Government & Politics »
6:35 p.m., July 5, 2012
Updated 6:51 p.m.
SACRAMENTO — Gov. Jerry Brown and the leader of the state Senate on Thursday said they will resist any legislative maneuvering to override voter-approved pension reforms in San Diego and San Jose.
“It’s not part of my pension plan and I strongly oppose it,” Brown said in a statement.
In an interview, Senate President Pro Tempore Darrell Steinberg, D-Sacramento, said: “I would not favor doing anything that would affect the voter-approved initiatives in San Diego or San Jose.”
Brown and lawmakers have been embroiled in negotiations over pension reforms for state workers. Little was revealed about how those talks had also broadened to take in retirement benefits for those who work for cities, counties and special districts, but some lawmakers had been open to considering changes to local measures.
San Diego’s Proposition B seeks to replace guaranteed pensions with 401(k)-style plans for most city new hires and proposed a five-year freeze to the portion of current workers’ salaries that is used to calculate future pensions.
Two-thirds of San Diego voters approved the measure June 5, but it is being challenged by four labor unions and the Public Employees Relation Board.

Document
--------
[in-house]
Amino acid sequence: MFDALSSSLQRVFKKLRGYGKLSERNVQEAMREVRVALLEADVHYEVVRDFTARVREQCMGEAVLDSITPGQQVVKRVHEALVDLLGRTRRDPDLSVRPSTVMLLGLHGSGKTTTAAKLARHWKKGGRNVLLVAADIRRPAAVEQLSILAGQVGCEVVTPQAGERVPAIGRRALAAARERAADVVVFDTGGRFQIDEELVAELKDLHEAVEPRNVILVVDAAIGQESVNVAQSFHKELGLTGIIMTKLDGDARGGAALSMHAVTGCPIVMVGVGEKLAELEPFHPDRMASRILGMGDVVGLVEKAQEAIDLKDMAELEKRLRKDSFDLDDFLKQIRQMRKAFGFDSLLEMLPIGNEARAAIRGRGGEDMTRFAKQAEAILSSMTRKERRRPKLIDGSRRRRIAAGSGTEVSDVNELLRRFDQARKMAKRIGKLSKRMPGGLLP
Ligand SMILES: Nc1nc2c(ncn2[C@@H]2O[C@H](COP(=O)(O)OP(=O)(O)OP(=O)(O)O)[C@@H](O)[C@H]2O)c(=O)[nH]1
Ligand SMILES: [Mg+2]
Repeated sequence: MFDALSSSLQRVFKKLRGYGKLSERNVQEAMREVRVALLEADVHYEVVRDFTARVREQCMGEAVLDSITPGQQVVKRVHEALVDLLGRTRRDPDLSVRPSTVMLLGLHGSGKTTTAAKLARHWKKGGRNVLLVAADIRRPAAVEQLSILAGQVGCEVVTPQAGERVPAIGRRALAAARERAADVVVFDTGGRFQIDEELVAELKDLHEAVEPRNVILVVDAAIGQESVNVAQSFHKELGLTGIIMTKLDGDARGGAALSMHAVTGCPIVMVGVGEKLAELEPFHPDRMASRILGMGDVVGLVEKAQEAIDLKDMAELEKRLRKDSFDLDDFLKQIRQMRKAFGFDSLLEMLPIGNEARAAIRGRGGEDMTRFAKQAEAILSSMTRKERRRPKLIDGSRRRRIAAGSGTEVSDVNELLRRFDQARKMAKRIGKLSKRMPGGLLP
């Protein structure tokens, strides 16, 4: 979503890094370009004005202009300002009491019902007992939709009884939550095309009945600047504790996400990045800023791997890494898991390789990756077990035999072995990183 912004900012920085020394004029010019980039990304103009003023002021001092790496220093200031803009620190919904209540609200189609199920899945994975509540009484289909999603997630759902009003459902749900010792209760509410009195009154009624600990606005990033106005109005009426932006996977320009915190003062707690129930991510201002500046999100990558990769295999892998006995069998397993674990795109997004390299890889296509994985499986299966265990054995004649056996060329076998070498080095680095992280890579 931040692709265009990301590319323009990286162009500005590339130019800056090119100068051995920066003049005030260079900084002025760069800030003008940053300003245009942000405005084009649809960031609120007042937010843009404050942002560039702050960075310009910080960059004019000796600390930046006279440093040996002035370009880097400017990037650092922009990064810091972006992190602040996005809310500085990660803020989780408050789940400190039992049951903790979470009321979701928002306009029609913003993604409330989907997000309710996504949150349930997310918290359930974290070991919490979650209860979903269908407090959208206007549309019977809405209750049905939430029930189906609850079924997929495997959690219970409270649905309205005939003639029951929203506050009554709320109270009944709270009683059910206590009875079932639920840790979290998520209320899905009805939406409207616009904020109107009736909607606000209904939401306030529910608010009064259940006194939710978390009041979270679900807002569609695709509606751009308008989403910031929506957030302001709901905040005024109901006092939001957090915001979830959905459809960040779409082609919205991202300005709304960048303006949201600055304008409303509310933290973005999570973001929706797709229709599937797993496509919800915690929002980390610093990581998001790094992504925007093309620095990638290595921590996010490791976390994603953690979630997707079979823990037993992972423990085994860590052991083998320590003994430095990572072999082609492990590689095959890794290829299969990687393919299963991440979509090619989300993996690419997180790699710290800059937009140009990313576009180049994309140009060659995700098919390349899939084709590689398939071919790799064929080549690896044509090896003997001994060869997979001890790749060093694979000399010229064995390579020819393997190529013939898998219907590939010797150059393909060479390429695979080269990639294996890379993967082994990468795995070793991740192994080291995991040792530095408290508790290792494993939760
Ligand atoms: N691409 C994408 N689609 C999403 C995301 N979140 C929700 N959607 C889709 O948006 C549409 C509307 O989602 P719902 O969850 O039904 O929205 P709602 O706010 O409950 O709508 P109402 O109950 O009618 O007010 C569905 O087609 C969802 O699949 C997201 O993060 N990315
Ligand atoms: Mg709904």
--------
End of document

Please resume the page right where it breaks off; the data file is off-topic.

In response to the latest developments, Darren Pudgil, a spokesman for San Diego Mayor Jerry Sanders, issued a statement Thursday saying “The mayor was certainly glad to hear from Sen. Steinberg that San Diego’s initiative will not be impacted.”
Sanders earlier this week had warned of backroom negotiations that threatened to void Proposition B and another similar measure passed by voters in San Jose.
“Any attempt to nullify their vote would be a slap in their face and an outright insult to the Democratic process,” Sanders said in a letter to Assembly Speaker John Perez, D-Los Angeles.
San Jose Mayor Chuck Reed on Thursday added his voice in a strongly worded letter to all legislative leaders saying state intervention would be a “travesty.”
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